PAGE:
The European Central Bank kept its ultra-easy monetary policy unchanged on Wednesday. ECB President Mario Draghi confirmed that policymakers were considering measures to mitigate the impact on banks of its negative deposit rates as well as the pricing of new cheap two-year loans to banks, but said it was too early to decide. "We need further information that will come to us between now and June," Draghi said. The ECB has already backtracked on plans to tighten policy but may be reluctant to do more as the root causes of the downturn, weak demand from abroad and political turmoil, are largely beyond its policy reach.

At his regular news conference after the meeting, Draghi gave little away on any further planned stimulus measures but highlighted further downside risks linked to global trade tensions and other uncertainties. "Incoming data continue to be weak, especially for the manufacturing sector. The slower growth momentum is expected to extend into the current year," he said. Draghi added that a weakening of inflation would nonetheless "probably bottom" in September and that ECB Governing Council members recognised the underlying strength of the economy. "The estimated probabilities of a recession remain low," he concluded of the risk to the euro zone's economy.

U.S. consumer prices increased by the most in more than a year in March, but underlying inflation remained benign against the backdrop of slowing domestic and global economic growth.

CPI rose 0.4%, boosted by increases in the costs of food, gasoline and rents. That was the biggest advance since January 2018 and followed a 0.2% gain in February.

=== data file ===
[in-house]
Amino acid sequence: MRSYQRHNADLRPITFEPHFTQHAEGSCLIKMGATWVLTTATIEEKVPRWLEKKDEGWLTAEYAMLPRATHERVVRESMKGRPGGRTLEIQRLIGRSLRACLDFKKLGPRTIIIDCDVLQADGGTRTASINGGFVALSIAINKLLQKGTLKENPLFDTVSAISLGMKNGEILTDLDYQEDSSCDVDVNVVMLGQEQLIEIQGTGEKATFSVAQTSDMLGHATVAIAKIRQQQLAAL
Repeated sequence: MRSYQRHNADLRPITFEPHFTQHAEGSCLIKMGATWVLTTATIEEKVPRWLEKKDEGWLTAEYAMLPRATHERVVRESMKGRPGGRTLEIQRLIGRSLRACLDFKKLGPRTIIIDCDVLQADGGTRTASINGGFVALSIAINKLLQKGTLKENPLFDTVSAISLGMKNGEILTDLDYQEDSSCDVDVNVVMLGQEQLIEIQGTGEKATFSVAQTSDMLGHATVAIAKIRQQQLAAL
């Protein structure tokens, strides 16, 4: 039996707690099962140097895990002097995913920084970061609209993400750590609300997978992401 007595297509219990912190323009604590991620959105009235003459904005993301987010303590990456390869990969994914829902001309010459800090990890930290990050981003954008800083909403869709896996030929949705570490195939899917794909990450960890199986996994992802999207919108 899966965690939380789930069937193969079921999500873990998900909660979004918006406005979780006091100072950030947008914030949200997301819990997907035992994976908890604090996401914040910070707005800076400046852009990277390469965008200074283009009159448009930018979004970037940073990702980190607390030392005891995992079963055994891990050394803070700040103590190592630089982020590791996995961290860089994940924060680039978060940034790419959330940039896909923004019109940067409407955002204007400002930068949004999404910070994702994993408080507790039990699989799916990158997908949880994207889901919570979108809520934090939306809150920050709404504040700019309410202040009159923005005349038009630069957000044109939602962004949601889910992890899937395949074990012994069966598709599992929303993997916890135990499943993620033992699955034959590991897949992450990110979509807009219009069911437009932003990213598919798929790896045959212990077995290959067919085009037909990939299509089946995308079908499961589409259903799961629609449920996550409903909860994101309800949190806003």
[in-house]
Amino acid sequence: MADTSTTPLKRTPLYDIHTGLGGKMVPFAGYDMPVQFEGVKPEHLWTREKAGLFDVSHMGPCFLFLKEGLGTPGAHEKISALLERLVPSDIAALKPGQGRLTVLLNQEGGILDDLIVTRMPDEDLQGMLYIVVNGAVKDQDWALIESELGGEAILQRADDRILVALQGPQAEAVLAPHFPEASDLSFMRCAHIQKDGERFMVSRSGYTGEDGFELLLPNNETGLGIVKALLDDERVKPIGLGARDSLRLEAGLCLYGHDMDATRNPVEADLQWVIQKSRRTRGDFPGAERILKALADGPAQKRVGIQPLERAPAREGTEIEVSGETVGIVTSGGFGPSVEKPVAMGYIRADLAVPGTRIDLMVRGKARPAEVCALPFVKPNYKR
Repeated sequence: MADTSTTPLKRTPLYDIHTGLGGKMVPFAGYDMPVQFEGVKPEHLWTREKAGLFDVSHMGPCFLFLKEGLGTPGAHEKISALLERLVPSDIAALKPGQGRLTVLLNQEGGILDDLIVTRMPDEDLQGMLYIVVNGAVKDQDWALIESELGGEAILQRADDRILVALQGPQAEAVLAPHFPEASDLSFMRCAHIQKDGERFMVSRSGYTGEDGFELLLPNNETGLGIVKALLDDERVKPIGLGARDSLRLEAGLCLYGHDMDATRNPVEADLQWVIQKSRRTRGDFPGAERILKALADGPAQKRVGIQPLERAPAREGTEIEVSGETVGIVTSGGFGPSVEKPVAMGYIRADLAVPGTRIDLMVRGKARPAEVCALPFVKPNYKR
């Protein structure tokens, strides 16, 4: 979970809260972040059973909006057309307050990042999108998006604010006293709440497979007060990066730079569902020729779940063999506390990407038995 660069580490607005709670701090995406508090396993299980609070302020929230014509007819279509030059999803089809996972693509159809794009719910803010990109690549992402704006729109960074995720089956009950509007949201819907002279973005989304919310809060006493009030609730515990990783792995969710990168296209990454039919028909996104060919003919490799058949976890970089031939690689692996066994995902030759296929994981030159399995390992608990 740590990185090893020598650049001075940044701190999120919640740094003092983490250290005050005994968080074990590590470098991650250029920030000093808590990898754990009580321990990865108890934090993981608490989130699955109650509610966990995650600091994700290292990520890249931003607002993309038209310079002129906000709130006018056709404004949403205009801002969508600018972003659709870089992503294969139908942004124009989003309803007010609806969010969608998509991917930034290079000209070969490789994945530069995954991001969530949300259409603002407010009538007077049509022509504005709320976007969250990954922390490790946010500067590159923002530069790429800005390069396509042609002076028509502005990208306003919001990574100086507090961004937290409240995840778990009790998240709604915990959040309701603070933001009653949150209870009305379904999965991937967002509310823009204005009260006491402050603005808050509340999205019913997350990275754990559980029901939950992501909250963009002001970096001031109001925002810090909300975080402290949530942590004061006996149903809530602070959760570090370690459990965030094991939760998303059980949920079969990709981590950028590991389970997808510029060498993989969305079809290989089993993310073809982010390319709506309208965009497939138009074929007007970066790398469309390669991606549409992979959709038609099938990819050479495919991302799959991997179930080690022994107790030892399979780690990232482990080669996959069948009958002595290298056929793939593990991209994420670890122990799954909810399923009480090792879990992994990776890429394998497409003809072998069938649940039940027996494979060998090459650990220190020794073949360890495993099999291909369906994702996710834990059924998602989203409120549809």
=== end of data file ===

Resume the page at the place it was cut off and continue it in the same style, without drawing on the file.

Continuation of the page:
In the 12 months through March, the CPI increased 1.9%. The CPI gained 1.5% in February, which was the smallest rise since September 2016. The market had forecast the CPI climbing 0.3% in March and accelerating 1.8% year-on-year.

Excluding the volatile food and energy components, the CPI nudged up 0.1%, matching February's gain. In the 12 months through March, the core CPI increased 2.0%, the smallest increase since February 2018. The core CPI rose 2.1% year-on-year in February.

The Fed, which has a 2% inflation target, tracks a different measure, the core personal consumption expenditures price index, for monetary policy. The core PCE price index increased 1.8% on a year-on-year basis in January after a rising 2.0% in December. It hit the Fed's 2% inflation target in March last year for the first time since April 2012.

Inflation has remained muted, with wage growth increasing moderately despite tightening labor market conditions. The tame inflation environment, together with slowing economic activity, support the Federal Reserve's decision last month to suspend its three-year campaign to raise interest rates.

The U.S. central bank dropped projections for any rate hikes this year after increasing borrowing costs four times in 2018.

Monday-Tuesday EUR rebound lost its way in the morning, after testing the 21-day moving average. But long lower wick on today's candlestick suggests the recent rebound in EUR/USD may last longer. In our opinion short-term EUR/USD outlook is bullish and we opened a long position at 1.1260. A break above a 38.2% Fibo at 1.1284, 1.1448-1.1183, will support our view. is an independent macroeconomic consultancy with thousands of subscribers all over the world. We provide fundamental research to help our clients make better investing decisions. Our subscribers should expect to get access to:

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